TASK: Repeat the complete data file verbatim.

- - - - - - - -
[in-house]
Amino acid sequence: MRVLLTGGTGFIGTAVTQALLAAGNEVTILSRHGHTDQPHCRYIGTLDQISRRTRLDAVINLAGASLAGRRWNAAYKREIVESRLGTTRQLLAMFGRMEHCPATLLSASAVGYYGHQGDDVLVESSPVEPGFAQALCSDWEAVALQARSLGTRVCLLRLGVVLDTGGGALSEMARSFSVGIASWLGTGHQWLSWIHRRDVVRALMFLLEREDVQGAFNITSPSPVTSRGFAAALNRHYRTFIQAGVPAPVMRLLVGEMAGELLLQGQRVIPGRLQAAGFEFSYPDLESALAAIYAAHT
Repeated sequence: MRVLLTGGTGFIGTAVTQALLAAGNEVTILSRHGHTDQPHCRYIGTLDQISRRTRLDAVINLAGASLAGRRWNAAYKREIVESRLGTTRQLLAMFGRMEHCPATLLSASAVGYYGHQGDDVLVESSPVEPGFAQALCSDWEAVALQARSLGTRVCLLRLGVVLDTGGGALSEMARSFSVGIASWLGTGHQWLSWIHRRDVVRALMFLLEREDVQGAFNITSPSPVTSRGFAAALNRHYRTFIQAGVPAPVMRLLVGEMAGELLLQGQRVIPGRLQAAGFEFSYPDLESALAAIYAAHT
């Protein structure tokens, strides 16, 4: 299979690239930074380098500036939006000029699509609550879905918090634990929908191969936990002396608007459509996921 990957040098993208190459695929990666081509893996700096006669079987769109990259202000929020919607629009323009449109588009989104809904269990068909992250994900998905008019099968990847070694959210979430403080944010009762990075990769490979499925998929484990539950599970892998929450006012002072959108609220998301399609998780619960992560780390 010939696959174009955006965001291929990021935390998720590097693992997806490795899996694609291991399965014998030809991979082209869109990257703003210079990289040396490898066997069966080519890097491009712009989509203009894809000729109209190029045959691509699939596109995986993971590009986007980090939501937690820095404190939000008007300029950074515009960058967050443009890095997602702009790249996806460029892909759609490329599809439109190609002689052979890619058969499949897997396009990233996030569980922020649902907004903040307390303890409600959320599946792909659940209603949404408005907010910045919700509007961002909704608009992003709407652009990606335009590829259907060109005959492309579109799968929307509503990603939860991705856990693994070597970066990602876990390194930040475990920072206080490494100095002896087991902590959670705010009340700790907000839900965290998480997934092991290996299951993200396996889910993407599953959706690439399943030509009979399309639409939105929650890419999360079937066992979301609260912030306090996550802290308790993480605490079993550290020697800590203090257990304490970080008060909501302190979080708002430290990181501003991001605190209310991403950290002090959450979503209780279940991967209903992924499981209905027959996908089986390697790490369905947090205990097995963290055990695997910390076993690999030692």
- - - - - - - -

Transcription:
[in-house]
Amino acid sequence: MRVLLTGGTGFIGTAVTQALLAAGNEVTILSRHGHTDQPHCRYIGTLDQISRRTRLDAVINLAGASLAGRRWNAAYKREIVESRLGTTRQLLAMFGRMEHCPATLLSASAVGYYGHQGDDVLVESSPVEPGFAQALCSDWEAVALQARSLGTRVCLLRLGVVLDTGGGALSEMARSFSVGIASWLGTGHQWLSWIHRRDVVRALMFLLEREDVQGAFNITSPSPVTSRGFAAALNRHYRTFIQAGVPAPVMRLLVGEMAGELLLQGQRVIPGRLQAAGFEFSYPDLESALAAIYAAHT
Repeated sequence: MRVLLTGGTGFIGTAVTQALLAAGNEVTILSRHGHTDQPHCRYIGTLDQISRRTRLDAVINLAGASLAGRRWNAAYKREIVESRLGTTRQLLAMFGRMEHCPATLLSASAVGYYGHQGDDVLVESSPVEPGFAQALCSDWEAVALQARSLGTRVCLLRLGVVLDTGGGALSEMARSFSVGIASWLGTGHQWLSWIHRRDVVRALMFLLEREDVQGAFNITSPSPVTSRGFAAALNRHYRTFIQAGVPAPVMRLLVGEMAGELLLQGQRVIPGRLQAAGFEFSYPDLESALAAIYAAHT
């Protein structure tokens, strides 16, 4: 299979690239930074380098500036939006000029699509609550879905918090634990929908191969936990002396608007459509996921 990957040098993208190459695929990666081509893996700096006669079987769109990259202000929020919607629009323009449109588009989104809904269990068909992250994900998905008019099968990847070694959210979430403080944010009762990075990769490979499925998929484990539950599970892998929450006012002072959108609220998301399609998780619960992560780390 010939696959174009955006965001291929990021935390998720590097693992997806490795899996694609291991399965014998030809991979082209869109990257703003210079990289040396490898066997069966080519890097491009712009989509203009894809000729109209190029045959691509699939596109995986993971590009986007980090939501937690820095404190939000008007300029950074515009960058967050443009890095997602702009790249996806460029892909759609490329599809439109190609002689052979890619058969499949897997396009990233996030569980922020649902907004903040307390303890409600959320599946792909659940209603949404408005907010910045919700509007961002909704608009992003709407652009990606335009590829259907060109005959492309579109799968929307509503990603939860991705856990693994070597970066990602876990390194930040475990920072206080490494100095002896087991902590959670705010009340700790907000839900965290998480997934092991290996299951993200396996889910993407599953959706690439399943030509009979399309639409939105929650890419999360079937066992979301609260912030306090996550802290308790993480605490079993550290020697800590203090257990304490970080008060909501302190979080708002430290990181501003991001605190209310991403950290002090959450979503209780279940991967209903992924499981209905027959996908089986390697790490369905947090205990097995963290055990695997910390076993690999030692």